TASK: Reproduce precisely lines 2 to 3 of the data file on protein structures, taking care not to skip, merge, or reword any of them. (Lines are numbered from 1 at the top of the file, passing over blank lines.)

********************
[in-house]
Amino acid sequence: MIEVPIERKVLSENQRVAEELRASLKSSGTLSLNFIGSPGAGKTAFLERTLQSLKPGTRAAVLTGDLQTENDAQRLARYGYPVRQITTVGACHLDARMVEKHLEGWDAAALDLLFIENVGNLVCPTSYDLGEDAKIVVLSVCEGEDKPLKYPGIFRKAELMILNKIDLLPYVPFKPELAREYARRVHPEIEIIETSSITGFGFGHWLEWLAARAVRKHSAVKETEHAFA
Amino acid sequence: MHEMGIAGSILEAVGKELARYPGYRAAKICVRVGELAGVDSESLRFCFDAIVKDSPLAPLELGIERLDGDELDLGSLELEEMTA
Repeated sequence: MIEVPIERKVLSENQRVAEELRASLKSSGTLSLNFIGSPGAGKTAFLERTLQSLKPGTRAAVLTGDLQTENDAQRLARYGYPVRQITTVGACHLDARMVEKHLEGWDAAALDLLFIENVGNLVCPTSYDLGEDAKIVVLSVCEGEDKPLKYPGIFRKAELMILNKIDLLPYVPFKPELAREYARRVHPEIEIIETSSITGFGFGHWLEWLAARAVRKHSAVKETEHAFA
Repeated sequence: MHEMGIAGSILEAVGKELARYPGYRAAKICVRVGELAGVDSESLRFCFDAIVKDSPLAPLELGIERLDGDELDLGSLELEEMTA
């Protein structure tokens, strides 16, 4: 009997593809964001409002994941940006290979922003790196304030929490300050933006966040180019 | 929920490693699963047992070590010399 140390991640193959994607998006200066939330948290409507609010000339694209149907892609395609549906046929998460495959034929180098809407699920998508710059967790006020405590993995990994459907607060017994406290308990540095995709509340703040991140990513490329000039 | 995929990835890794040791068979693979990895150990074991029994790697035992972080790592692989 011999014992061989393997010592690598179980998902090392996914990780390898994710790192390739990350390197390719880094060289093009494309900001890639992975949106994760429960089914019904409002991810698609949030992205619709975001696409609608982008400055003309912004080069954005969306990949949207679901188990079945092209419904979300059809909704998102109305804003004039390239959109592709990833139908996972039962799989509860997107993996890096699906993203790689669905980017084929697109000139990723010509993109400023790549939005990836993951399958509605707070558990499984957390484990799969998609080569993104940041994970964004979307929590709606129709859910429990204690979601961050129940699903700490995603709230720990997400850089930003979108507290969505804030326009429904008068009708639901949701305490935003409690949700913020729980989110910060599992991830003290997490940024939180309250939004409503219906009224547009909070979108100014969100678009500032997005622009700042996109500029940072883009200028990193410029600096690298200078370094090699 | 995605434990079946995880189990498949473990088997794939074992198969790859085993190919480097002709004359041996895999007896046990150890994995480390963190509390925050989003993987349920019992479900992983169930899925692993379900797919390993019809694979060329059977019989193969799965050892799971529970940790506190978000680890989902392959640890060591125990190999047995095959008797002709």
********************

Amino acid sequence: MIEVPIERKVLSENQRVAEELRASLKSSGTLSLNFIGSPGAGKTAFLERTLQSLKPGTRAAVLTGDLQTENDAQRLARYGYPVRQITTVGACHLDARMVEKHLEGWDAAALDLLFIENVGNLVCPTSYDLGEDAKIVVLSVCEGEDKPLKYPGIFRKAELMILNKIDLLPYVPFKPELAREYARRVHPEIEIIETSSITGFGFGHWLEWLAARAVRKHSAVKETEHAFA
Amino acid sequence: MHEMGIAGSILEAVGKELARYPGYRAAKICVRVGELAGVDSESLRFCFDAIVKDSPLAPLELGIERLDGDELDLGSLELEEMTA